Ultimately, the fact that the project has become so bogged down illustrates how difficult the transition to clean energy will be. Emil Dimanchev, a climate-policy scholar at the Norwegian University of Science and Technology and research affiliate at MIT, says that the controversy around NECEC “bodes poorly for our ability to meet our climate goals in the U.S. or Canada. We need to get good at building things again, and this is showing that we, as a society, are not good at building things.”
Dimanchev stresses that for the project to achieve its maximum potential climate benefits, it needs to be adaptable to a two-way system. That’s the driving idea behind his 2020 paper “Two Way Trade in Green Electrons,” which Hydro-Québec cites in its own PR materials. In that study, Dimanchev and colleagues investigated different models of how Canadian hydro would best be used to green the American grid. Their results were consistent with the so-called “battery” notion: Climate goals are achieved at the lowest cost if Quebec is not only an exporter but also an importer of energy, with the flow switching back and forth on the transmission lines.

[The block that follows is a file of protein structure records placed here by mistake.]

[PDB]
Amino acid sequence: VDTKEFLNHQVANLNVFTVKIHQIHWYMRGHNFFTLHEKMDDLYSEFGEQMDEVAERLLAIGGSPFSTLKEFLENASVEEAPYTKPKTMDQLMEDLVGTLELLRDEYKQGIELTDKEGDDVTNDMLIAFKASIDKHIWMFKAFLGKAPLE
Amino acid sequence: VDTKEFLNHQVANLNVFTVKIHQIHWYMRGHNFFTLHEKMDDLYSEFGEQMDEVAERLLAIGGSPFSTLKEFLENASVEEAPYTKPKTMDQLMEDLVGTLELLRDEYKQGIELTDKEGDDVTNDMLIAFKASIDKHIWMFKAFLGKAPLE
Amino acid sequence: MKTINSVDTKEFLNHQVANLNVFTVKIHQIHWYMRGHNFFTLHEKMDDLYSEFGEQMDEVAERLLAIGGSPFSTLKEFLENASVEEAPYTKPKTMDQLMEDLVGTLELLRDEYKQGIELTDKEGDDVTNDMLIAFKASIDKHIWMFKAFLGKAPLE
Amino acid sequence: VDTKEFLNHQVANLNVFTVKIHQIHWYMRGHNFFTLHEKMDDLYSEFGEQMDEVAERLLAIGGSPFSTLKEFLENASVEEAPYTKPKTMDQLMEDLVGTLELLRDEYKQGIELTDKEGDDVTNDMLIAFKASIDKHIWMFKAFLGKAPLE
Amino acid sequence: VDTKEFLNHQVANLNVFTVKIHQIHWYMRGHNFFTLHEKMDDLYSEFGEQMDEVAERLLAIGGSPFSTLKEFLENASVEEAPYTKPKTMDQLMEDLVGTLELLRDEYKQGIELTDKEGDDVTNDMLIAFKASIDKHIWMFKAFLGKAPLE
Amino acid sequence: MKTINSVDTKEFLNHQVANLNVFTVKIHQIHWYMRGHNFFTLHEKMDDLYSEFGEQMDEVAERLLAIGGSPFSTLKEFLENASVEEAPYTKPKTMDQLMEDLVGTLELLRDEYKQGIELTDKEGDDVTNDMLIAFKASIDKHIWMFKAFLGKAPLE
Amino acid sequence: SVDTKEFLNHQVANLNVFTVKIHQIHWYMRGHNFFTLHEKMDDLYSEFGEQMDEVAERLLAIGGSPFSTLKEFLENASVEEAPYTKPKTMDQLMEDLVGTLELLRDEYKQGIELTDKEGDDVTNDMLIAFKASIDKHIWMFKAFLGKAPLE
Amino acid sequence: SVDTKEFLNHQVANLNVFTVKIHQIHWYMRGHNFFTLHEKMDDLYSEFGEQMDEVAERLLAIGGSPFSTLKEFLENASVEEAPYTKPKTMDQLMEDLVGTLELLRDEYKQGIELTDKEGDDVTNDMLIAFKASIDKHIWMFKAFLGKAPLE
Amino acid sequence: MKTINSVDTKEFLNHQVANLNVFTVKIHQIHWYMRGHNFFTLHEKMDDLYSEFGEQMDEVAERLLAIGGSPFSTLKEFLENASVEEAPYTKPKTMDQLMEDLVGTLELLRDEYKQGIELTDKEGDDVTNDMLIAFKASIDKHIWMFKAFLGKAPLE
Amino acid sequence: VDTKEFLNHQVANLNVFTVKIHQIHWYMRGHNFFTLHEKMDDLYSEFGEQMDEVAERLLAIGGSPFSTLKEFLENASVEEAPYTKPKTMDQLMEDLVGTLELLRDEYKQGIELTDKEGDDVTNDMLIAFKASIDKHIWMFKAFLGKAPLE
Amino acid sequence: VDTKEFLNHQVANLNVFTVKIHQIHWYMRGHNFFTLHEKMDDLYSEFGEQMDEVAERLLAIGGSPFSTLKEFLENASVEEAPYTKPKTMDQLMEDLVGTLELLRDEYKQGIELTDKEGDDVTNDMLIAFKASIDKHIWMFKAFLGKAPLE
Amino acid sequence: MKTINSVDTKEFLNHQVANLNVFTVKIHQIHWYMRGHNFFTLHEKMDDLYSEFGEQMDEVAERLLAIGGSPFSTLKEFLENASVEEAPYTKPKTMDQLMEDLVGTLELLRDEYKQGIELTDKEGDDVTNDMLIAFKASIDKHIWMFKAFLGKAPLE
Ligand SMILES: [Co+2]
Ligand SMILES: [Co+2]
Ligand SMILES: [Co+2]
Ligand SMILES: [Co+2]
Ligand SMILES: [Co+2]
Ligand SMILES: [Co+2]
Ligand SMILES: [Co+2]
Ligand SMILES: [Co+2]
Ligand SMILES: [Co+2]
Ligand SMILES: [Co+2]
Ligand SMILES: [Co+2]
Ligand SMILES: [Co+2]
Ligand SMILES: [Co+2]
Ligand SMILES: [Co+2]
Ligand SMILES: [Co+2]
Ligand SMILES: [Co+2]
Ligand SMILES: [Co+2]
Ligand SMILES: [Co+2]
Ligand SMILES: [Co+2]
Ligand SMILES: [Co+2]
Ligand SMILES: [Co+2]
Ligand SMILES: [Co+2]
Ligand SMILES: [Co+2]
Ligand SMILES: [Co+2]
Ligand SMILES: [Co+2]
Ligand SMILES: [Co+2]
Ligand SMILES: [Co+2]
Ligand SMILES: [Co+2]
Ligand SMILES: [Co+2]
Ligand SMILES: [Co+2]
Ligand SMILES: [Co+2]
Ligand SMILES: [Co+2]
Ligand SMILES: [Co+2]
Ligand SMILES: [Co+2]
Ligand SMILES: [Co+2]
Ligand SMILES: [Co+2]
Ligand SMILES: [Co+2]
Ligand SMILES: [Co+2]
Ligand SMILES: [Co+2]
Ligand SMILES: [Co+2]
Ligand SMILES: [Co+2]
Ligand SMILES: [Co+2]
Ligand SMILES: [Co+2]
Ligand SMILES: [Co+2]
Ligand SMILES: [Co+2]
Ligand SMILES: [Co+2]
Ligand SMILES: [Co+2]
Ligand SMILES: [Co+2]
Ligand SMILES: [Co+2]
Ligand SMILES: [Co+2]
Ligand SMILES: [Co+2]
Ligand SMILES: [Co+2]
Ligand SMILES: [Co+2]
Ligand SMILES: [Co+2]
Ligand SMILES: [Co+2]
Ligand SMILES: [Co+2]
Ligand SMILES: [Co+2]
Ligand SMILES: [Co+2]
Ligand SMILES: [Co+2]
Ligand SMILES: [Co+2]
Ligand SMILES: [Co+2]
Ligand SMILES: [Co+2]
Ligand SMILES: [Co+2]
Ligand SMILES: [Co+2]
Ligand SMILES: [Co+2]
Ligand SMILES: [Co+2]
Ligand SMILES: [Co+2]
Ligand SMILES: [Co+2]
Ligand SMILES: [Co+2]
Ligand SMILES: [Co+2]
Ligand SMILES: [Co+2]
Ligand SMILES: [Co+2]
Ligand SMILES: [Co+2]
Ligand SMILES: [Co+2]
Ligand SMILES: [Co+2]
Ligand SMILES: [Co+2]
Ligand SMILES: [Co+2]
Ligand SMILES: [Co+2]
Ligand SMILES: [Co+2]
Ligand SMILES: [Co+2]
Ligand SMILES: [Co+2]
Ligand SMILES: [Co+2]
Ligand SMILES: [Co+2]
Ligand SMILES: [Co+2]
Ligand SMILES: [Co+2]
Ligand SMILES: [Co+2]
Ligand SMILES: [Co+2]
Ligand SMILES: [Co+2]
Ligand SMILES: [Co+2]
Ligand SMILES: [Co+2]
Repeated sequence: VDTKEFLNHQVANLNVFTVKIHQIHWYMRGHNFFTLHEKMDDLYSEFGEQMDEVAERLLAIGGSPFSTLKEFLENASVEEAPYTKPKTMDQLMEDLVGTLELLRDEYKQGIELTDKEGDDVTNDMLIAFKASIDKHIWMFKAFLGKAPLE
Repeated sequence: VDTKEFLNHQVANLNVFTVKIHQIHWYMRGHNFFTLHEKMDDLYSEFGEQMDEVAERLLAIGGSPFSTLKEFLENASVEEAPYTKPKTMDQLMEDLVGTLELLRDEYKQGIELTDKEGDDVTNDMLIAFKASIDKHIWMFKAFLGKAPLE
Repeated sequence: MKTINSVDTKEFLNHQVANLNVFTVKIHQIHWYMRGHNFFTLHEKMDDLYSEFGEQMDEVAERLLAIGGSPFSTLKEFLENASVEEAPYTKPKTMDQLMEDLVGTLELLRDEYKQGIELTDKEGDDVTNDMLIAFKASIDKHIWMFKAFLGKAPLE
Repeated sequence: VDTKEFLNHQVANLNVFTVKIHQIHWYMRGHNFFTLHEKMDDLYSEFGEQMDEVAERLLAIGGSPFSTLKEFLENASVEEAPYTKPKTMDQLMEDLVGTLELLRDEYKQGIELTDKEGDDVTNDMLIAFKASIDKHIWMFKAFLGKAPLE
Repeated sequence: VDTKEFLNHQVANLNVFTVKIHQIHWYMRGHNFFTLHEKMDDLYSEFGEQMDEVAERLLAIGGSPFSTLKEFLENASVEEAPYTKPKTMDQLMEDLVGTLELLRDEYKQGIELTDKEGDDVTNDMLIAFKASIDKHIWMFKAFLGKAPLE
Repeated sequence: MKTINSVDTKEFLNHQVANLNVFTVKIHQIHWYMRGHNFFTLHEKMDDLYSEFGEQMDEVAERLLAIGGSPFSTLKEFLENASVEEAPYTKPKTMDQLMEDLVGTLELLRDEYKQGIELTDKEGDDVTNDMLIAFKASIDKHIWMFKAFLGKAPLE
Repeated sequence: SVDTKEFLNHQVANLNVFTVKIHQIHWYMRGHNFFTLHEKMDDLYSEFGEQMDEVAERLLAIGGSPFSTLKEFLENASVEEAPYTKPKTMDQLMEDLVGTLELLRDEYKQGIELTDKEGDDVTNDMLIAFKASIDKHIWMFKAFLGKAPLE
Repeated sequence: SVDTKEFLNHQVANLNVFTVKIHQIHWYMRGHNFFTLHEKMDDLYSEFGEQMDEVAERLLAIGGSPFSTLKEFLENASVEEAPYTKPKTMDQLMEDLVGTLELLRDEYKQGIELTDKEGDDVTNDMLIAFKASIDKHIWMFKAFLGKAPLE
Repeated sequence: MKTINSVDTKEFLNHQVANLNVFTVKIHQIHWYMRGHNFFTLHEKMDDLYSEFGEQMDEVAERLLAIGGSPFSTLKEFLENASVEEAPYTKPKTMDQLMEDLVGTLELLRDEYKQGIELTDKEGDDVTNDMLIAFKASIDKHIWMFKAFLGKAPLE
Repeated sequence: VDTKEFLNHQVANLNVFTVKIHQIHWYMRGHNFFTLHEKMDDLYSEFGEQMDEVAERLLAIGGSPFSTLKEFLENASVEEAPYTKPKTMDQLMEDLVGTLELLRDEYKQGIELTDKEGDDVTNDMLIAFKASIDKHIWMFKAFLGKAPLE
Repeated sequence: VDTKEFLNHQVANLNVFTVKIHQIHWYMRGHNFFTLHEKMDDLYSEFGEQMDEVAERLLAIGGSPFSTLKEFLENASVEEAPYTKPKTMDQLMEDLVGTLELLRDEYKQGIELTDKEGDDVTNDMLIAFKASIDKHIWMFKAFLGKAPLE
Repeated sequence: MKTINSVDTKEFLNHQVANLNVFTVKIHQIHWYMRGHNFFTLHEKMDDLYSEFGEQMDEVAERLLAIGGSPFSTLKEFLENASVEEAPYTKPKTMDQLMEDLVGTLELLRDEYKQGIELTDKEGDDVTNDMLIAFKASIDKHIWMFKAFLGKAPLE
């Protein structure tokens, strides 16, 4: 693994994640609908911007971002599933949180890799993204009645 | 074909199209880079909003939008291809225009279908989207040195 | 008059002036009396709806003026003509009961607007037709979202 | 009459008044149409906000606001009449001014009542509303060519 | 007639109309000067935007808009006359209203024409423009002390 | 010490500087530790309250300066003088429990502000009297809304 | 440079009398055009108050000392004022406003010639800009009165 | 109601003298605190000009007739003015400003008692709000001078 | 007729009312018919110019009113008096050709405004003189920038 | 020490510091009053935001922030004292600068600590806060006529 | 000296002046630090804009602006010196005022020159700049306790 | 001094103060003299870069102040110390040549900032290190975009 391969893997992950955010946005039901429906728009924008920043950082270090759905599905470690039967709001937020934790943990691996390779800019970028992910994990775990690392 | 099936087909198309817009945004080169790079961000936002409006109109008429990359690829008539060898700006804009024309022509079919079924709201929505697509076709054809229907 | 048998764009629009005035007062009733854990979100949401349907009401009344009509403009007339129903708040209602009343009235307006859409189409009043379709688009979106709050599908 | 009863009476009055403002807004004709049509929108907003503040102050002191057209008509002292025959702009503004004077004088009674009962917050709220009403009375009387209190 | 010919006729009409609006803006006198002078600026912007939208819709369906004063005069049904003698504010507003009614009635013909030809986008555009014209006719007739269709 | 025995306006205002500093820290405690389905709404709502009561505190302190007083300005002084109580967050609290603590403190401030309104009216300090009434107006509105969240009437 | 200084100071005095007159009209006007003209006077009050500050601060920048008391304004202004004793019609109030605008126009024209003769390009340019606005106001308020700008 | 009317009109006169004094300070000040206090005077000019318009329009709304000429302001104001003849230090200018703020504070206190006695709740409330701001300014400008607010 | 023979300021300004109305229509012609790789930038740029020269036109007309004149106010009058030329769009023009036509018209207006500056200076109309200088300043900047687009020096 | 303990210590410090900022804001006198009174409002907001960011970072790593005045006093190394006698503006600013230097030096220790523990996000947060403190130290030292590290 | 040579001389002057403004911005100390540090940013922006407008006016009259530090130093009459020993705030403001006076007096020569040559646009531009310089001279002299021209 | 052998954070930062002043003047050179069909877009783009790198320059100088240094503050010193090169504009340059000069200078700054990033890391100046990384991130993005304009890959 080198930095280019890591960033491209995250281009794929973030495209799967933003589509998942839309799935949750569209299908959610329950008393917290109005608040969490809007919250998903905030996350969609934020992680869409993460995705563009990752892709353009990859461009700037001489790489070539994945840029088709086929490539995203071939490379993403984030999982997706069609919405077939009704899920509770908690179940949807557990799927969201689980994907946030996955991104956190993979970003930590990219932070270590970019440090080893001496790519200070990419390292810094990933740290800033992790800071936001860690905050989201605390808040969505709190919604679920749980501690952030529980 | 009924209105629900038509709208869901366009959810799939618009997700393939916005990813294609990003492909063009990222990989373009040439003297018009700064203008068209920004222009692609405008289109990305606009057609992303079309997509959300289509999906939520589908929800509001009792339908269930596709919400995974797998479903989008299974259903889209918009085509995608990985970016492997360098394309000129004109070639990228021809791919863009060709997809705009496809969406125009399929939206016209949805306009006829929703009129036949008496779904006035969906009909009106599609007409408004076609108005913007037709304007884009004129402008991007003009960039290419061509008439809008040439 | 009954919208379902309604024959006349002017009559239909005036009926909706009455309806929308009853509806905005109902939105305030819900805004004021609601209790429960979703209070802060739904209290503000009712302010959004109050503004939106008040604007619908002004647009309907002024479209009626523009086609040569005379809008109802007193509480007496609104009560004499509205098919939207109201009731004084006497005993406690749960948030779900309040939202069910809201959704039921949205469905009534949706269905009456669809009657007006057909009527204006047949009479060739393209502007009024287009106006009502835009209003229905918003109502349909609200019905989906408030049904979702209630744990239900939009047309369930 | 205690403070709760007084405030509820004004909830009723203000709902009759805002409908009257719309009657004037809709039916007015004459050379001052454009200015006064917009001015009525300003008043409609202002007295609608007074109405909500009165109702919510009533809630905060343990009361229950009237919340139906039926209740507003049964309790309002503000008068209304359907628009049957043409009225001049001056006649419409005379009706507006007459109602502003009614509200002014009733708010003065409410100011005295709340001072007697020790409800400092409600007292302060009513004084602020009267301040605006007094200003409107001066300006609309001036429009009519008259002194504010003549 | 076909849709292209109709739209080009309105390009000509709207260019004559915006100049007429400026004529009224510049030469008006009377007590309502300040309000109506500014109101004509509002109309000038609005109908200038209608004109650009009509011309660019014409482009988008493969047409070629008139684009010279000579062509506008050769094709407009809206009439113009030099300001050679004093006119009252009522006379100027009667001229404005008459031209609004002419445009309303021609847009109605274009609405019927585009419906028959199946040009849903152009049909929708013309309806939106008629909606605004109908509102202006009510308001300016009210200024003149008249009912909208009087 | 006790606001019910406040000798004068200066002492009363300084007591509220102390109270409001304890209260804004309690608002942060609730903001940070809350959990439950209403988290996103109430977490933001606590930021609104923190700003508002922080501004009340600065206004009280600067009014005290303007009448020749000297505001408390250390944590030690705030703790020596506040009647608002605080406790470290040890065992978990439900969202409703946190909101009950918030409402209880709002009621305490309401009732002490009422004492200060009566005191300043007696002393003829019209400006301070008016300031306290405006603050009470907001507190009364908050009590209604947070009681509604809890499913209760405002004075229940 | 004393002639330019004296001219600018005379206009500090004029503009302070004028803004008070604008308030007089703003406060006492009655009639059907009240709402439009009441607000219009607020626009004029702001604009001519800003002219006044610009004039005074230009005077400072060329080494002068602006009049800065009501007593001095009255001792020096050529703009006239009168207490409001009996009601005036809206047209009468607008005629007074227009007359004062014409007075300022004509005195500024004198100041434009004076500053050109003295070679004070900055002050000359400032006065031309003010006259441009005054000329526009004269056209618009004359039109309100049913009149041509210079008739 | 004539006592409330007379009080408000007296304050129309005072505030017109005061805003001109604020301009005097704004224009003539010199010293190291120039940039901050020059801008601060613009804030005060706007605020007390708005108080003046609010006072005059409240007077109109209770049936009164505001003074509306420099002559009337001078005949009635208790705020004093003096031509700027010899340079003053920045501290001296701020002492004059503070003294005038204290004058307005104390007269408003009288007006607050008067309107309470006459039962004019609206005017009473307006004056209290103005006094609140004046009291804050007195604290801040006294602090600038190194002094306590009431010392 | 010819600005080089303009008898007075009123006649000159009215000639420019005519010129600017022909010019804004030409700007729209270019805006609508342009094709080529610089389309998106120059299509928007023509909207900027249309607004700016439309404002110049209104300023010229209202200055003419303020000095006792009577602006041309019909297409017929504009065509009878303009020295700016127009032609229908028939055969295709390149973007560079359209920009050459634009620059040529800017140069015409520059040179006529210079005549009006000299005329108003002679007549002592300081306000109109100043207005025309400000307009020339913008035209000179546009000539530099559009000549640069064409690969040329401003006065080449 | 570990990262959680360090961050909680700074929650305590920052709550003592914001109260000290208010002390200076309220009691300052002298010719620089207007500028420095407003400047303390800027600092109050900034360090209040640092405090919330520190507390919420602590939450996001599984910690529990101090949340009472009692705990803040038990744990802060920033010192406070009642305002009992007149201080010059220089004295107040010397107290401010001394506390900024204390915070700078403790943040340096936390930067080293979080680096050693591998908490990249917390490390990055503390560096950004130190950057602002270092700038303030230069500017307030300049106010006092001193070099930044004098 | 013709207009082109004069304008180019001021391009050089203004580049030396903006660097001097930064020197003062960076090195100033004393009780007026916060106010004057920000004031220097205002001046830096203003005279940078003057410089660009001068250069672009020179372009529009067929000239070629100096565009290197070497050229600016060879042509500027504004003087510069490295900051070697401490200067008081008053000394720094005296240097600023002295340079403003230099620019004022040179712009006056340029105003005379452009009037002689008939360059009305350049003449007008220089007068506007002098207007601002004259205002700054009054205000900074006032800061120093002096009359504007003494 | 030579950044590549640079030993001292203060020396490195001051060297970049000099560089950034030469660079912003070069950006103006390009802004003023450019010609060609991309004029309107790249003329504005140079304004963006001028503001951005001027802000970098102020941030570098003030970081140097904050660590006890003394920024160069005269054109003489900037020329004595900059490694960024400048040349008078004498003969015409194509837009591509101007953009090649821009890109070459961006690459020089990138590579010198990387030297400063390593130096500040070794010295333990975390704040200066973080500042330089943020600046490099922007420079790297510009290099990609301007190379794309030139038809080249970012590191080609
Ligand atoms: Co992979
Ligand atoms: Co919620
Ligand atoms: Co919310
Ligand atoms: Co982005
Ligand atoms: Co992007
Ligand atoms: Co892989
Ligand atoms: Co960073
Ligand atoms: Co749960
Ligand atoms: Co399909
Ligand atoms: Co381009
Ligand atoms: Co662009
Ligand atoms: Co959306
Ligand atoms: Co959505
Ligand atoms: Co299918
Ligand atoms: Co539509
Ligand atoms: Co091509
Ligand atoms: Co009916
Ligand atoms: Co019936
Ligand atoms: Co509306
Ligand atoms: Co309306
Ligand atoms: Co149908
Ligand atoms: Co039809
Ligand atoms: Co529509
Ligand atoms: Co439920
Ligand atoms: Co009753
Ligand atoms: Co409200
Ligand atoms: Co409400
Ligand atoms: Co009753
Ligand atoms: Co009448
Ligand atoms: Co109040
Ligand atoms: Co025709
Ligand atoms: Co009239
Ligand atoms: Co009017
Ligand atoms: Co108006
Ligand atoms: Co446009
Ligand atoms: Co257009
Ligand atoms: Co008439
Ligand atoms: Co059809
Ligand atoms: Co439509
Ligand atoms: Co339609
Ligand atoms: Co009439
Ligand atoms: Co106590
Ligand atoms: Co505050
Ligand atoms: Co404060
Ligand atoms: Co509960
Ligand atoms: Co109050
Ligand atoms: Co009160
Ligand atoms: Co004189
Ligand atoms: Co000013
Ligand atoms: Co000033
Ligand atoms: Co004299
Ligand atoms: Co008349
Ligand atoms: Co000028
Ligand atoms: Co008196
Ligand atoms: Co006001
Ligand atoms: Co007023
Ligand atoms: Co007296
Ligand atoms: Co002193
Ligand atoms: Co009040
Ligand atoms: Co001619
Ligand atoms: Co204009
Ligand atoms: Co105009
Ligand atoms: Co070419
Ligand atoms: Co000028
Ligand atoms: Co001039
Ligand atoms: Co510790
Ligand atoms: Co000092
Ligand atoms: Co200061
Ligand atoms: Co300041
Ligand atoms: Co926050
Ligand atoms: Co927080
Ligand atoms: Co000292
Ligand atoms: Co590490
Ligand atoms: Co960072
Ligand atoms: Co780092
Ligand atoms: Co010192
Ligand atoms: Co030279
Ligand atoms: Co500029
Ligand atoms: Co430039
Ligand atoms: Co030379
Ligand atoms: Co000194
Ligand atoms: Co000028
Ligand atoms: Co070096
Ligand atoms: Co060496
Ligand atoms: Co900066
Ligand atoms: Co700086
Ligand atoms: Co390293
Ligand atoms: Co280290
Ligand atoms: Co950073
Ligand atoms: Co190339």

This exact model is often touted by Hydro-Québec as a rationale for building more transmission, but NECEC is currently a one-way project, which frustrates Pierre-Olivier Pineau, the Energy Sector Management chair at HEC Montréal, the graduate business school at the Université de Montréal. He supports NECEC but also says it’s a piecemeal approach.
“Anybody that promises to build large-scale infrastructure today without issues is either very naive or lying”